Pumping fresh capital into areas where they operate, some 22 member banks that make up the National Bankers Association (NBA) have provided roughly $1.1 billion in Paycheck Protection Program (PPP) funding to Black, Hispanic, Asian, and other businesses.
Kenneth Kelly, the NBA’s board chair, says the funding was supplied during the first and second rounds of PPP, a federal loan program that was initiated in April from the CARES Act. Kelly says the average loan amount the banks distributed was $100,000.
The PPP is run by the Small Business Administration with backing from the U.S. Treasury to help small businesses. BLACK ENTERPRISE reported in early June the SBA approved over $510.5 billion in funding. Then there was still over $100 billion in PPP funds to be lent by lenders to small businesses, including Black-owned businesses.
And now the NBA is taking fresh steps to help ensure minority banks and minority small businesses gain a large piece of capital if Congress issues a third round of PPP funding. Though that funding has not been determined yet, Kelly says the NBA’s proactive strategies will include heightening the awareness for minority businesses to apply for the program.
He says NBA plans to seek a similar amount to the recent $10 billion that the SBA and the Treasury carved out in PPP funding for Community Development Financial Institutions. Kelly says that funding would be enough for the NBA to provide adequate loans to Black small businesses in their communities.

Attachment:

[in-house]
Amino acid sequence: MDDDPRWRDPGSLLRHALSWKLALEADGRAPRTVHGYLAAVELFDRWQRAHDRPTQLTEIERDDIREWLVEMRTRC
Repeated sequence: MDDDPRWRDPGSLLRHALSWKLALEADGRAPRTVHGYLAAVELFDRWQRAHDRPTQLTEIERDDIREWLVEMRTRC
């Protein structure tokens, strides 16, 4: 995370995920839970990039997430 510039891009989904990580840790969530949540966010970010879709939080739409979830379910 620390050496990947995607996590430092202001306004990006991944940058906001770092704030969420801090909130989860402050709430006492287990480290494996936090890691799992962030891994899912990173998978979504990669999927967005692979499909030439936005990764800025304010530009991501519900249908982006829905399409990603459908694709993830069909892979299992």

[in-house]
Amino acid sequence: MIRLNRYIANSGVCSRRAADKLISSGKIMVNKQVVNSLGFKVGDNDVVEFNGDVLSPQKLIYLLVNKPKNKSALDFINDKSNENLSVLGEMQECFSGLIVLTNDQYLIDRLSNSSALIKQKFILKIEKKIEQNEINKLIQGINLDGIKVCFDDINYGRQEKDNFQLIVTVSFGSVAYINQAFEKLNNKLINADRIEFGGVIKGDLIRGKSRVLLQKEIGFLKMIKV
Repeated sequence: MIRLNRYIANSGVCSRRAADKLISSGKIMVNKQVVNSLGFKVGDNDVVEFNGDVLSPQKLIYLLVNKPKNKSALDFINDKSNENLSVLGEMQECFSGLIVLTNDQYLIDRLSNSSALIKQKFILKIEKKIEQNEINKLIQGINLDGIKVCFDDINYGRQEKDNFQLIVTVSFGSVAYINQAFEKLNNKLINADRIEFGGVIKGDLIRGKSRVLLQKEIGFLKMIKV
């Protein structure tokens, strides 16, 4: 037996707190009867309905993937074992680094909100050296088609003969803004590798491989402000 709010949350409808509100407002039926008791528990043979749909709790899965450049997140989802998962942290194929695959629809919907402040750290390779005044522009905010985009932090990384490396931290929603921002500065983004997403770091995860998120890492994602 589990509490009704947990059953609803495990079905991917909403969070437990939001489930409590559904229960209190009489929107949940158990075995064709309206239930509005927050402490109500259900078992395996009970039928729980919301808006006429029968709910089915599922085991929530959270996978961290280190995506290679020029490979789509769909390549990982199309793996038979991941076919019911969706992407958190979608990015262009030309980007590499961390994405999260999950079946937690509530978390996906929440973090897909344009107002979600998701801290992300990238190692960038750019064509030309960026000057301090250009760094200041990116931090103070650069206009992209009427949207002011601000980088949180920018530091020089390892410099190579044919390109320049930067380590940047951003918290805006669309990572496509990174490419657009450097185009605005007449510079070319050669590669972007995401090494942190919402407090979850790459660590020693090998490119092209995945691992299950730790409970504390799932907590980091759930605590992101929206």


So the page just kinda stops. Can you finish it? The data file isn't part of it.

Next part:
He added the NBA wants to get minorities more engaged in the political and policy processes to help gain more favorable outcomes that affect them. The PPP has been blasted for issuing funds to big public companies and more established businesses, and not providing a larger share of money to small businesses that gravely need the loans to survive the coronavirus pandemic.
Kelly became the NBA’s chair in October 2018 after being elected by peer CEOs of the trade group. In that role, he is an advocate for the nation’s minority banks and takes on many tasks. For instance, he was among those who testified last October at a hearing on “The Decline of Minority Depository Institutions and the Impact on Underserved Communities.” In April 2020, he helped the NBA form a partnership with the influential American Bankers Association to enhance the health and well-being of minority banks. He often talks with Treasury Secretary Steven Mnuchin, the SBA, as well as banking regulators such as the Federal Deposit Insurance Corp., Federal Reserve, and Office of the Comptroller of Currency.
A trade group calling itself the voice of minority banking, many of the NBA banks are ranked on the 2019 BE Banks list. The NBA bank list also includes Hispanic American, Asian American, and Native American banks in addition to Black banks, to expand its reach.
Plus, Kelly is chairman and CEO of Detroit-based First Independence Bank, which celebrated its 50th anniversary in May. He became the bank’s leader in 2017 after the death of his cousin Donald Davis, who bought the bank in 1980 and ran it for 34 years. An engineer by training, Kelly took over the bank’s reins after a 27-year career in the utility industry.
“It was an opportunity for me to really have an impact on the communities I care about,” Kelly says. First Independence ranked eighth with assets of $257.2 million on the 2019 BE Banks list of the nation’s largest black-owned banks. Kelly says the bank today has assets of around $300 million.